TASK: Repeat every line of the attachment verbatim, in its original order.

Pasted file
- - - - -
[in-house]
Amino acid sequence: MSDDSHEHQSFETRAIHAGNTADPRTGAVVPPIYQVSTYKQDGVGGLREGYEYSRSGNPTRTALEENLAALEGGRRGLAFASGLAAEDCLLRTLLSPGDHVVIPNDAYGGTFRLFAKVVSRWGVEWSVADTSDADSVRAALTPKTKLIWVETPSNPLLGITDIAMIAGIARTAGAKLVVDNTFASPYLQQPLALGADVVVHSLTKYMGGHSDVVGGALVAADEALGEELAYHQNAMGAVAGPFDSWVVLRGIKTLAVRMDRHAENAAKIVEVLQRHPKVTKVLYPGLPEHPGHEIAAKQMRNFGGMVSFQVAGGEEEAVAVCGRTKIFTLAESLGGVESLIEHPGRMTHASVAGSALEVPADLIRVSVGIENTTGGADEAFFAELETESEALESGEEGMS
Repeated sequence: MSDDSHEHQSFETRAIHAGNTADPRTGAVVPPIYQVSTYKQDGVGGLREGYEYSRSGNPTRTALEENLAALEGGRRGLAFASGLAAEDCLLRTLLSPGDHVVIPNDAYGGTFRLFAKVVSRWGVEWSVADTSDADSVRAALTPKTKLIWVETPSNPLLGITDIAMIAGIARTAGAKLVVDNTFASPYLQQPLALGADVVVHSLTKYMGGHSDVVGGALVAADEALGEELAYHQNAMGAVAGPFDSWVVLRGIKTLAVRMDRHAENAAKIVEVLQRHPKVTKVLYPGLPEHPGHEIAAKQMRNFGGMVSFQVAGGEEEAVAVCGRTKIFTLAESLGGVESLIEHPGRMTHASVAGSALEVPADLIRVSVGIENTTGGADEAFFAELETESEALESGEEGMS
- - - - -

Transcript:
[in-house]
Amino acid sequence: MSDDSHEHQSFETRAIHAGNTADPRTGAVVPPIYQVSTYKQDGVGGLREGYEYSRSGNPTRTALEENLAALEGGRRGLAFASGLAAEDCLLRTLLSPGDHVVIPNDAYGGTFRLFAKVVSRWGVEWSVADTSDADSVRAALTPKTKLIWVETPSNPLLGITDIAMIAGIARTAGAKLVVDNTFASPYLQQPLALGADVVVHSLTKYMGGHSDVVGGALVAADEALGEELAYHQNAMGAVAGPFDSWVVLRGIKTLAVRMDRHAENAAKIVEVLQRHPKVTKVLYPGLPEHPGHEIAAKQMRNFGGMVSFQVAGGEEEAVAVCGRTKIFTLAESLGGVESLIEHPGRMTHASVAGSALEVPADLIRVSVGIENTTGGADEAFFAELETESEALESGEEGMS
Repeated sequence: MSDDSHEHQSFETRAIHAGNTADPRTGAVVPPIYQVSTYKQDGVGGLREGYEYSRSGNPTRTALEENLAALEGGRRGLAFASGLAAEDCLLRTLLSPGDHVVIPNDAYGGTFRLFAKVVSRWGVEWSVADTSDADSVRAALTPKTKLIWVETPSNPLLGITDIAMIAGIARTAGAKLVVDNTFASPYLQQPLALGADVVVHSLTKYMGGHSDVVGGALVAADEALGEELAYHQNAMGAVAGPFDSWVVLRGIKTLAVRMDRHAENAAKIVEVLQRHPKVTKVLYPGLPEHPGHEIAAKQMRNFGGMVSFQVAGGEEEAVAVCGRTKIFTLAESLGGVESLIEHPGRMTHASVAGSALEVPADLIRVSVGIENTTGGADEAFFAELETESEALESGEEGMS